16. Shutter Island. As a director, Martin Scorsese has always been playful, even when exploring such sordid subjects as simmering revenge or gangland violence, but in Shutter Island, he abandons any semblance of discipline. The resulting film is nonsensical but never mundane, grotesquely overwrought but furiously watchable. The plot is basically incoherent and essentially has nowhere to go, yet the movie somehow builds and builds, delving ever deeper into its deranged universe. That universe happens to be the mind of its protagonist, Teddy Daniels, and it helps that Daniels is played by Leonardo DiCaprio, turning in yet another jaw-dropper as a desperate man grappling with both the inmates of an asylum and his own inner demons. Hurtling from one bizarre sequence to the next, Shutter Island is a house of cards, threatening to tumble at the slightest breeze, but Scorsese and his star somehow keep us mesmerized, oblivious to the absurdity that surrounds us.
15. Never Let Me Go. The science-fiction label has recently attained a stigma of sorts, as it's usually appended to movies heavy on explosions and light on plot. Mark Romanek's Never Let Me Go, based on Kazuo Ishiguro's wildly popular novel, is technically a science-fiction film, but there's nary an action sequence or cyborg to be found. Rather, it's a hushed, hypnotic drama about the tyranny of disease and the fraying bonds of female friendship. Romanek operates at an unhurried pace that will irritate some viewers, but he lends his characters real depth and shading, and the film ultimately achieves a catharsis of surprising potency. Composer Rachel Portman essays the year's finest musical score, while Keira Knightley's acrid, hopeless yearning is a music all its own.
14. Barney's Version. Paul Giamatti is a magician of an actor. With his hangdog face, scruffy facial hair, and gruff voice, he's virtually the antithesis of a movie star, but he invariably transforms his characters from bumbling schlubs into everyman heroes of indefinable but undeniable charm. And Barney's Version is its irascible leading man personified. A sprawling character study that lurches from past to present and from one undercooked subplot to the next, the movie is a mess, but it's a wonderfully appealing mess, leavened with sharp humor and a central romance that is both highly improbable and deeply moving. Heartfelt supporting work from Rosamund Pike, Dustin Hoffman, and (against all odds) Scott Speedman help elevate the material, but it's Giamatti's winsome, soulful turn as the title character that redeems a film that first appears, much like its protagonist, to be irredeemable.
13. Dogtooth. "This movie is really weird," wrote a YouTube user posting a clip from Dogtooth. No kidding. Giorgos Lanthimos' demented satire of a family who takes home-schooling to the next level is occasionally depraved, frequently disturbing, and consistently transfixing. Lanthimos' style is one of cool, formal discipline, a rigor that helps undercut a story whose myriad absurdities include three incestuous siblings, two beatings involving home video equipment, and one mutilated cat. But Dogtooth's outright lunacy doubles as its strongest asset, as the film plunges us into its well-manicured wilderness and lets us forage for understanding without any guidance. The great pleasure of Dogtooth is not its madness but the manner in which that madness is gradually revealed, as we ever so slowly come to appreciate the depths of Lanthimos' twisted vision, even as we're horrified by the sight.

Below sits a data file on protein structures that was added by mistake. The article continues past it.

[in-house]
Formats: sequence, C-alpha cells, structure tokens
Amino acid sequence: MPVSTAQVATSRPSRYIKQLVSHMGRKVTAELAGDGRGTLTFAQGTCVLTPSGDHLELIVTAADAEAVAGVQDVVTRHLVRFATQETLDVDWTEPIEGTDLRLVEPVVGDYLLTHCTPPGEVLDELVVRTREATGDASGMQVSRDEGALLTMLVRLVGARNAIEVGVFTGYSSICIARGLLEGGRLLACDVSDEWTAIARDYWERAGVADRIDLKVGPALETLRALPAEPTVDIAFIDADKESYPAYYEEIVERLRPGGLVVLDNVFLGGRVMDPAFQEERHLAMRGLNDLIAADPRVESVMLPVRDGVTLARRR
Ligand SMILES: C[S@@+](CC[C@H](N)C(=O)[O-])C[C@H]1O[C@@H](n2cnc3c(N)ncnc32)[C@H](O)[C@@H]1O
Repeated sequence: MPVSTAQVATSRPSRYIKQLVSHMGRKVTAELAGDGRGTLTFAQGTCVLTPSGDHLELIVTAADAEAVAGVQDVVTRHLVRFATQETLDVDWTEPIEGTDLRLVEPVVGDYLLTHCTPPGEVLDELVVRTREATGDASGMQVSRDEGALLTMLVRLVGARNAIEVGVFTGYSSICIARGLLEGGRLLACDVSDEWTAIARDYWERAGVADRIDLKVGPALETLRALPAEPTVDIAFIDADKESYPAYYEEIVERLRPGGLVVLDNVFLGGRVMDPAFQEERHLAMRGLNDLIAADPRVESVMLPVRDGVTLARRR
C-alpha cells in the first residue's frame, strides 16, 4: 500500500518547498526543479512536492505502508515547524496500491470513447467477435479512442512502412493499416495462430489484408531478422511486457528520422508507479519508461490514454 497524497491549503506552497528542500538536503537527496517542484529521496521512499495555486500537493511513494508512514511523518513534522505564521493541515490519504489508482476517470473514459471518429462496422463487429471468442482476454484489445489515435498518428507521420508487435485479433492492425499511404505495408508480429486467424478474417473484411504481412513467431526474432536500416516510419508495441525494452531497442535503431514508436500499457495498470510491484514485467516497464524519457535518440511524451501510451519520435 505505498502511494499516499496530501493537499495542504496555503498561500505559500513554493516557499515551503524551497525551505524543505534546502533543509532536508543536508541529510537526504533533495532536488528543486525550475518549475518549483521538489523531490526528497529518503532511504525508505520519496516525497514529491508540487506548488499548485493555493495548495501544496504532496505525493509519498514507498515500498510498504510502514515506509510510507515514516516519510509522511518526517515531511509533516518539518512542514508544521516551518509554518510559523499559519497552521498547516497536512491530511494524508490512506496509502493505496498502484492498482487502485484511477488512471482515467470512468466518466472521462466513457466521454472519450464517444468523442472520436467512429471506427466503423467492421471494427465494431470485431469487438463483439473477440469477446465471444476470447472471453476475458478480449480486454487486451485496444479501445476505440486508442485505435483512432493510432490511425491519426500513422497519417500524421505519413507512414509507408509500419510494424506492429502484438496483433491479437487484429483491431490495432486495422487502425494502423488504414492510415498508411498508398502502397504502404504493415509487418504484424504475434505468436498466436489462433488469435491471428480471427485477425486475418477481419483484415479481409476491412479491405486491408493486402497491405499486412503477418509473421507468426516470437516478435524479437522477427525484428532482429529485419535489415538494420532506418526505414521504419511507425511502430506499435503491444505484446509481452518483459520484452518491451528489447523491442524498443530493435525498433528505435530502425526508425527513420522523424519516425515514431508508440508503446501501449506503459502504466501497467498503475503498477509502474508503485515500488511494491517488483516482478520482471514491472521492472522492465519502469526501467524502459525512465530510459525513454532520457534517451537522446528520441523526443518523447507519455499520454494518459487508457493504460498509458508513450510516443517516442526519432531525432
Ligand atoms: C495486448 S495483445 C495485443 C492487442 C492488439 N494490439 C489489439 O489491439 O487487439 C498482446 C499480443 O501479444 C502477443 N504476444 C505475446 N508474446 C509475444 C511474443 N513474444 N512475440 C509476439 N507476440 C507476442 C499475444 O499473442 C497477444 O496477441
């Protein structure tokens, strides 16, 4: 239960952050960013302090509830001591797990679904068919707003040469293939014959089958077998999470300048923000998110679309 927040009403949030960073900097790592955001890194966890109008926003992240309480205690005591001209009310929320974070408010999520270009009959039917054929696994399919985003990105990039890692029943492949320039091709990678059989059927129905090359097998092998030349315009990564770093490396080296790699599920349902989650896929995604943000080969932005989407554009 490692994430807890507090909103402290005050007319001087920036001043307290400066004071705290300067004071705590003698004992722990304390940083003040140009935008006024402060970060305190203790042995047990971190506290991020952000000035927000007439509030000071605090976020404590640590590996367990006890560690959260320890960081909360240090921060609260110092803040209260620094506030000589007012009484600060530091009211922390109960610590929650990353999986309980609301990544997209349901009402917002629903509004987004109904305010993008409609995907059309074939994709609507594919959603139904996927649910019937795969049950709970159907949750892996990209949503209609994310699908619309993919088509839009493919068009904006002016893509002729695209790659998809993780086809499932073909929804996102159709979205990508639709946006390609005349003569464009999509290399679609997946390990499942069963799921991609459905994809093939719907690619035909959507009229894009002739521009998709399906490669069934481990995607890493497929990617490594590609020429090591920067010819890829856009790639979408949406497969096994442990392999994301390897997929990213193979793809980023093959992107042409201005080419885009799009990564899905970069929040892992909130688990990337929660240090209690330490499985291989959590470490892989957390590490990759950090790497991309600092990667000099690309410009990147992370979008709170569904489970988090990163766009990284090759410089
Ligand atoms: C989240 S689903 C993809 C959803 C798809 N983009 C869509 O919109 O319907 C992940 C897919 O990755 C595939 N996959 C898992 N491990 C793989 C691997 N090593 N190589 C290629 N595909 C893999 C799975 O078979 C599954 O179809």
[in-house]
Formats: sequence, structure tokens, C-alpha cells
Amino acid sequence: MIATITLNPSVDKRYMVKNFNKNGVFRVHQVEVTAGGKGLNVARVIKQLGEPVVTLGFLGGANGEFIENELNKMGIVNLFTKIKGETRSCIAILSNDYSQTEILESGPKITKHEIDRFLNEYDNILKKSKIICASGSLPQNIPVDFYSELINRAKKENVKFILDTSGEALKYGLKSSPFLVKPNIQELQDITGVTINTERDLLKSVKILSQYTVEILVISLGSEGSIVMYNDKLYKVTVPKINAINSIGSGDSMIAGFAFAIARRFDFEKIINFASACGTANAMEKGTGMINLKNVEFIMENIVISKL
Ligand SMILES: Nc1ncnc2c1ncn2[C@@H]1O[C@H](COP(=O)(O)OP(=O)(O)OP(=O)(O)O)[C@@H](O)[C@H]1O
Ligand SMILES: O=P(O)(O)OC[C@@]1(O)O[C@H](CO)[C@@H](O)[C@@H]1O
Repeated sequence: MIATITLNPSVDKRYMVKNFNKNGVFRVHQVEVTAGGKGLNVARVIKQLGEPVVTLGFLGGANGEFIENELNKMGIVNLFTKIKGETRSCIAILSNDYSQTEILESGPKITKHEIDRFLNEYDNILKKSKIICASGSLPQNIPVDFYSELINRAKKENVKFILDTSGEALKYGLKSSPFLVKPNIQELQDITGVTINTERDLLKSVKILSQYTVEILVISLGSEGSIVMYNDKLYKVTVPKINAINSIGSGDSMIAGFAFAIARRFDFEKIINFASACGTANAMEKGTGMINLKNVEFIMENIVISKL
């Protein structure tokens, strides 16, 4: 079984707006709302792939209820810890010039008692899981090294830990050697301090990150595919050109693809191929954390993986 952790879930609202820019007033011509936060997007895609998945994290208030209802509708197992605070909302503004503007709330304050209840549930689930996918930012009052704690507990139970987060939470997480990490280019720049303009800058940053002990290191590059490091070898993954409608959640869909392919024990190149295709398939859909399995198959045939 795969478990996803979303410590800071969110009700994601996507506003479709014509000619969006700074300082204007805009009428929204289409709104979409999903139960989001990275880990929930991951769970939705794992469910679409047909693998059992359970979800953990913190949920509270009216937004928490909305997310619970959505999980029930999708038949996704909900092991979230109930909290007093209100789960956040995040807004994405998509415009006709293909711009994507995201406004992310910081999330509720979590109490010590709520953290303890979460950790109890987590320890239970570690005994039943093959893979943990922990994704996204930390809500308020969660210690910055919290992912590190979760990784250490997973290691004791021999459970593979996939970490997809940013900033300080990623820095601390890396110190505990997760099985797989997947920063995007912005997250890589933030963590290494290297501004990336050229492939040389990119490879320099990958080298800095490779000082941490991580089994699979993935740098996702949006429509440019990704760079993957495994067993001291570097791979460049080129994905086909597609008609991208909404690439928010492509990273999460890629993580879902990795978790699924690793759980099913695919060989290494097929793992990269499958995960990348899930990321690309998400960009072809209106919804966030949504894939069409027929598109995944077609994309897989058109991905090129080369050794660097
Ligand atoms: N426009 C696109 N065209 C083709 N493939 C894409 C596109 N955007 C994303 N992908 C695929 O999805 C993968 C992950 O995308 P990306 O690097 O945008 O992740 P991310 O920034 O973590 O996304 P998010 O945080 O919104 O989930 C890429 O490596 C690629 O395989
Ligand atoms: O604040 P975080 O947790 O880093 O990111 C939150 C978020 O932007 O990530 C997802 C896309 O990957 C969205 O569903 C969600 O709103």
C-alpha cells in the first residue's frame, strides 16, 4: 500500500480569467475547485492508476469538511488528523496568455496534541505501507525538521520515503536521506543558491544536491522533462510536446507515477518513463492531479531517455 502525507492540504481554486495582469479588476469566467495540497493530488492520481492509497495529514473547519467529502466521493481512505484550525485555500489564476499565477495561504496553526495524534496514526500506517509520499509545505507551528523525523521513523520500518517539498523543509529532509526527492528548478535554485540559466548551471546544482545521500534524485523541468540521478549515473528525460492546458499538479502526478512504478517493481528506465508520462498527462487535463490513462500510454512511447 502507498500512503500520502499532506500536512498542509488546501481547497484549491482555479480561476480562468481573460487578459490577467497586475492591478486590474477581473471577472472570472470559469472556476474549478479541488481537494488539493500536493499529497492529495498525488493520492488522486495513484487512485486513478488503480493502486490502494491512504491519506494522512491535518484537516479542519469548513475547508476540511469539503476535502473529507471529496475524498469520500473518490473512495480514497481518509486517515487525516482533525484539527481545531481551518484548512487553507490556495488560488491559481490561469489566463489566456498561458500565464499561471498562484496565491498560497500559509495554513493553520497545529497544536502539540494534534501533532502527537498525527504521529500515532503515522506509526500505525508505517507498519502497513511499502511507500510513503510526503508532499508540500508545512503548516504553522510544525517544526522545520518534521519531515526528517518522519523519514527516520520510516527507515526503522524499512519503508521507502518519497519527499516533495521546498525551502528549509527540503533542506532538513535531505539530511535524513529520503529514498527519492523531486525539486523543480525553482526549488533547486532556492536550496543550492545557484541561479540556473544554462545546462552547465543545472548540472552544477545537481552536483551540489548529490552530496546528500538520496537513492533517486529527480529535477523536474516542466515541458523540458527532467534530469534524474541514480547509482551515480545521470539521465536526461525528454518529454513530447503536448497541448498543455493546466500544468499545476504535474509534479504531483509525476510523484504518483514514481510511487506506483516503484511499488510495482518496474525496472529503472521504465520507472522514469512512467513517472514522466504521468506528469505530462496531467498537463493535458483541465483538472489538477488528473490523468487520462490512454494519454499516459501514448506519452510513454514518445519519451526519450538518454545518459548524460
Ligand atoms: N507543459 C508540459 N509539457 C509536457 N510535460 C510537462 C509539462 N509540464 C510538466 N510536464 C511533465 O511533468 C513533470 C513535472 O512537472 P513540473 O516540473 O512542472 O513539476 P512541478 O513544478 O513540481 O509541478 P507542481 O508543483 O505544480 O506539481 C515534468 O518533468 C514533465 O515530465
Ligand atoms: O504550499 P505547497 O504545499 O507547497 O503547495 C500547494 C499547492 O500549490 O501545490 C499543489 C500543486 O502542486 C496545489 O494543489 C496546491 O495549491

12. Let Me In. One of the finest films from 2008 was Let the Right One In, a Swedish concoction of equal parts savagery and tenderness. (Its director, Tomas Alfredson, is helming Tinker, Tailor, Solider, Spy, the long-awaited adaptation of the John le Carré smash due in November.) Depending on one's perspective, the decision to remake it just two years later was either a bald insult to Swedish cinema or a noble attempt to tell its story to subtitle-phobic American audiences (if the latter, it was a catastrophic failure, as it scraped just $12 million). Personally, I felt no need for a new version, but evaluated independently, Let Me In is damn impressive filmmaking, with director Matt Reeves sustaining a sinister mood of coiled suspense. Young actors Kodi Smit-McPhee and Chloë Grace Moretz are persuasive, but it's Reeves' patience and restraint – his refusal to rush – that lends the film an exhilarating, exhausting tension. Let Me In may have been unnecessary, but it lingers a long time afterward regardless.
11. True Grit. There probably wasn't any more need for the Coen Brothers to remake True Grit than there was for Matt Reeves to remake Let Me In, but I'm still not complaining, not when the Coens brought their trademark perfectionist craft to the screen. (Admittedly, I've yet to see the prior incarnation that gave John Wayne his lone Oscar.) In the Coen canon, True Grit is neither a diabolically clever tale in the mold of Blood Simple nor a ruthlessly unforgiving thriller à la No Country for Old Men. What it is, however, is the most relaxed picture the brothers have made since The Big Lebowski, an effortlessly told drama that pleases easily, even when it's trafficking in deception and murder. There's minimal subtext beneath True Grit, but there's much to behold on the surface, from Roger Deakins' magnificent cinematography to Jess Gonchor's immaculate production design to the Coens' rhythmic adaptation of Charles Portis' dialogue. The Coens have also done cinema a great service in discovering Hailee Steinfeld, the startlingly self-assured actress whose pitch-perfect performance shall remain in memory long after the spectre of this insubstantial, delightful film has faded.
Check back soon for Part II.